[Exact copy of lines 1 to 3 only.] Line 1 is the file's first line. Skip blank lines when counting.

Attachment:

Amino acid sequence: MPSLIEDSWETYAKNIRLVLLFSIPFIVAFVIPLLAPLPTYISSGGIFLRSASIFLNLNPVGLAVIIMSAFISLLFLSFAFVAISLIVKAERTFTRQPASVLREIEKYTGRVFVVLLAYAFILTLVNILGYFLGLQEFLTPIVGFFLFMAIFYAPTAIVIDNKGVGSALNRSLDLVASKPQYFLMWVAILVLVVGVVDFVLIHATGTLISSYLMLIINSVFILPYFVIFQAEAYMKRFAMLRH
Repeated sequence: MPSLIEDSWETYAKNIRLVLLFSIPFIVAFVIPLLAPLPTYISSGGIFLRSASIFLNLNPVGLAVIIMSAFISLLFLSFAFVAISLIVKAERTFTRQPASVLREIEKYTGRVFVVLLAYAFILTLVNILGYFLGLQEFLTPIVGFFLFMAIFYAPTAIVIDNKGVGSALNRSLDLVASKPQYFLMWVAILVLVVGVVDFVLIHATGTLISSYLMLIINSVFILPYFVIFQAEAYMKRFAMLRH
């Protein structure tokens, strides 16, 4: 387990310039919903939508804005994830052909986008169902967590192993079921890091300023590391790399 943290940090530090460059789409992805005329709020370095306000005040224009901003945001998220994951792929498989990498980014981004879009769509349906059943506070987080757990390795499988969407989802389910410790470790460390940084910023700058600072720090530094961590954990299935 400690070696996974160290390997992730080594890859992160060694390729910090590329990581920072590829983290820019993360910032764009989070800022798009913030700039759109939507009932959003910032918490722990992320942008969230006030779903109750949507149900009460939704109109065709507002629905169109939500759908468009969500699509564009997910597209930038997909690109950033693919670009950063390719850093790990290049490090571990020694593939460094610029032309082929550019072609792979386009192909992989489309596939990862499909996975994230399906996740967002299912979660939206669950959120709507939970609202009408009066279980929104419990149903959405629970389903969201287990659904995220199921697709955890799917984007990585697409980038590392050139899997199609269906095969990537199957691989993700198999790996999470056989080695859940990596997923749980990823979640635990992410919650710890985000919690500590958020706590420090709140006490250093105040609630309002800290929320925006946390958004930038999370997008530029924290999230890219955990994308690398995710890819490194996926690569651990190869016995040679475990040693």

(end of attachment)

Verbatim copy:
Amino acid sequence: MPSLIEDSWETYAKNIRLVLLFSIPFIVAFVIPLLAPLPTYISSGGIFLRSASIFLNLNPVGLAVIIMSAFISLLFLSFAFVAISLIVKAERTFTRQPASVLREIEKYTGRVFVVLLAYAFILTLVNILGYFLGLQEFLTPIVGFFLFMAIFYAPTAIVIDNKGVGSALNRSLDLVASKPQYFLMWVAILVLVVGVVDFVLIHATGTLISSYLMLIINSVFILPYFVIFQAEAYMKRFAMLRH
Repeated sequence: MPSLIEDSWETYAKNIRLVLLFSIPFIVAFVIPLLAPLPTYISSGGIFLRSASIFLNLNPVGLAVIIMSAFISLLFLSFAFVAISLIVKAERTFTRQPASVLREIEKYTGRVFVVLLAYAFILTLVNILGYFLGLQEFLTPIVGFFLFMAIFYAPTAIVIDNKGVGSALNRSLDLVASKPQYFLMWVAILVLVVGVVDFVLIHATGTLISSYLMLIINSVFILPYFVIFQAEAYMKRFAMLRH
């Protein structure tokens, strides 16, 4: 387990310039919903939508804005994830052909986008169902967590192993079921890091300023590391790399 943290940090530090460059789409992805005329709020370095306000005040224009901003945001998220994951792929498989990498980014981004879009769509349906059943506070987080757990390795499988969407989802389910410790470790460390940084910023700058600072720090530094961590954990299935 400690070696996974160290390997992730080594890859992160060694390729910090590329990581920072590829983290820019993360910032764009989070800022798009913030700039759109939507009932959003910032918490722990992320942008969230006030779903109750949507149900009460939704109109065709507002629905169109939500759908468009969500699509564009997910597209930038997909690109950033693919670009950063390719850093790990290049490090571990020694593939460094610029032309082929550019072609792979386009192909992989489309596939990862499909996975994230399906996740967002299912979660939206669950959120709507939970609202009408009066279980929104419990149903959405629970389903969201287990659904995220199921697709955890799917984007990585697409980038590392050139899997199609269906095969990537199957691989993700198999790996999470056989080695859940990596997923749980990823979640635990992410919650710890985000919690500590958020706590420090709140006490250093105040609630309002800290929320925006946390958004930038999370997008530029924290999230890219955990994308690398995710890819490194996926690569651990190869016995040679475990040693």